In the meantime, Kone could benefit. Jonathan Osorio is dealing with "neurological dysfunction" dating back to a concussion that he suffered in mid-July. Mark-Anthony Kaye is still building match fitness as well, so the 20-year-old midfielder could be the next man up.

Then 19 and with a handful of professional appearances to his name, Kone shined in his Canada debut in March's loss to Costa Rica in World Cup qualifying. He's now logged about 2,000 pro minutes and looks far more polished.

Kone's breakthrough led to reported bids from English Championship clubs Norwich City and Sheffield United. Neither move materialized but the potential is apparent.

"I had a chance to speak to a colleague of mine who works at Norwich City and they've done a real deep assessment on Ismael and feel similar to us," Herdman said. "He's got that Tier 1 potential. He has the chance to really push on in the world game.

"I think he's shown, again, some good form for [Montreal]. His club is on a real high at the minute and you can see it's difficult to get into that midfield group with Samuel Piette and [Victor] Wanyama in there."

Kone's box-to-box ability, particularly how he shuttles the ball up and down the pitch, could be an asset at the World Cup, provided he bosses these friendlies.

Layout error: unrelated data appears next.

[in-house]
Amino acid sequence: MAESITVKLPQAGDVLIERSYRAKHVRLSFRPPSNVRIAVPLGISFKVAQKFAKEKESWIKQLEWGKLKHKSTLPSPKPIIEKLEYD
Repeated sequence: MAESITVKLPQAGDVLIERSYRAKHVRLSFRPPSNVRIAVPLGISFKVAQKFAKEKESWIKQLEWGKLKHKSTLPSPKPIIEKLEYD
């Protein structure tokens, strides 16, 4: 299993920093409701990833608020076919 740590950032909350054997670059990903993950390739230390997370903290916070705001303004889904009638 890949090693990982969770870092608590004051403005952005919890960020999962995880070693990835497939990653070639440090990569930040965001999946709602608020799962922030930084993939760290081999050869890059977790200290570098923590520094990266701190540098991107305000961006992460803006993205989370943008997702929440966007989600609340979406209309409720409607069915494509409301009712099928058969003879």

As thin as the midfield is, the forward corps is as loaded as ever. Ten wingers and strikers were called up, including 18-year-old Espanyol youngster Luca Koleosho, who was part of the June camp that was ultimately shortened due to the labour dispute.

Koleosho had just debuted for Espanyol in La Liga as a 17-year-old, which fast-tracked his progression to the senior side. The fact he's also eligible for the U.S., Nigeria and Italy only thickened the plot earlier this summer.

But despite receiving only two training sessions during a hectic week, the group made an impact on Koleosho.

"He enjoyed the environment," Herdman said. "I think Alphonso is his favourite player and he made some good relationships with Jonathan David and some of the young players and, certainly, he connected well with the staff. There was never really a doubt that he wasn't going to come back in."

Because Koleosho is eligible for four different countries, appearing in these friendlies won't cap-tie the teenager to Canada. He would have to play in a competitive match to lock him into the red and white.

Theo Corbeanu, who is in sensational form with Blackpool, is also returning with Tajon Buchanan nursing a quad injury. Herdman says Buchanan will receive "very limited minutes" in these friendlies as a result.